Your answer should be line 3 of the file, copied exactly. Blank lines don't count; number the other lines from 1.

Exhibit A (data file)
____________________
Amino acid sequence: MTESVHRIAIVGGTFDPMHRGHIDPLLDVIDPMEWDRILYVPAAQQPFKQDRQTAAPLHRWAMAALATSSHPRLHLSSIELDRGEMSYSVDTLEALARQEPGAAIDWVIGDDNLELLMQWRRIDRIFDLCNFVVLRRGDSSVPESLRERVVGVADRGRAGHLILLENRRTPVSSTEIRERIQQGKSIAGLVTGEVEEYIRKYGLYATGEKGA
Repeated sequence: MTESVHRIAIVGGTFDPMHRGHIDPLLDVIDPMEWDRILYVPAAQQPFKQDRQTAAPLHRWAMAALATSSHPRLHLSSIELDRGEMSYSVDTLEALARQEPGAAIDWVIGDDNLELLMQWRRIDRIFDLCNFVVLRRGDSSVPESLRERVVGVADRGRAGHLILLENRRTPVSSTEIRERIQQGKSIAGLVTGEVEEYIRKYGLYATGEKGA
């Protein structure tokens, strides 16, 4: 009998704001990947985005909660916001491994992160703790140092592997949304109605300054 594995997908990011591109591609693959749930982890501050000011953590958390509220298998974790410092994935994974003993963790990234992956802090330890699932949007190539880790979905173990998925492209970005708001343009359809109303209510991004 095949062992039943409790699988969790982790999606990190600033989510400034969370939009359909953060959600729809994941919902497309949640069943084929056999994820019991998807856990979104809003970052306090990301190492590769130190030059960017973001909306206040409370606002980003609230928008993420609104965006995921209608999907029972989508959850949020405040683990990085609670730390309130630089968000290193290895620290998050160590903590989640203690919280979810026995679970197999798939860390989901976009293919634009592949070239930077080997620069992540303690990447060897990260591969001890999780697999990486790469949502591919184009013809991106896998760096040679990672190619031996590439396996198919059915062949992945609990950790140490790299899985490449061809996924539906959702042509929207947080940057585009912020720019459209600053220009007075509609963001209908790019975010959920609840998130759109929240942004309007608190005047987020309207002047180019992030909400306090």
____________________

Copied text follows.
């Protein structure tokens, strides 16, 4: 009998704001990947985005909660916001491994992160703790140092592997949304109605300054 594995997908990011591109591609693959749930982890501050000011953590958390509220298998974790410092994935994974003993963790990234992956802090330890699932949007190539880790979905173990998925492209970005708001343009359809109303209510991004 095949062992039943409790699988969790982790999606990190600033989510400034969370939009359909953060959600729809994941919902497309949640069943084929056999994820019991998807856990979104809003970052306090990301190492590769130190030059960017973001909306206040409370606002980003609230928008993420609104965006995921209608999907029972989508959850949020405040683990990085609670730390309130630089968000290193290895620290998050160590903590989640203690919280979810026995679970197999798939860390989901976009293919634009592949070239930077080997620069992540303690990447060897990260591969001890999780697999990486790469949502591919184009013809991106896998760096040679990672190619031996590439396996198919059915062949992945609990950790140490790299899985490449061809996924539906959702042509929207947080940057585009912020720019459209600053220009007075509609963001209908790019975010959920609840998130759109929240942004309007608190005047987020309207002047180019992030909400306090």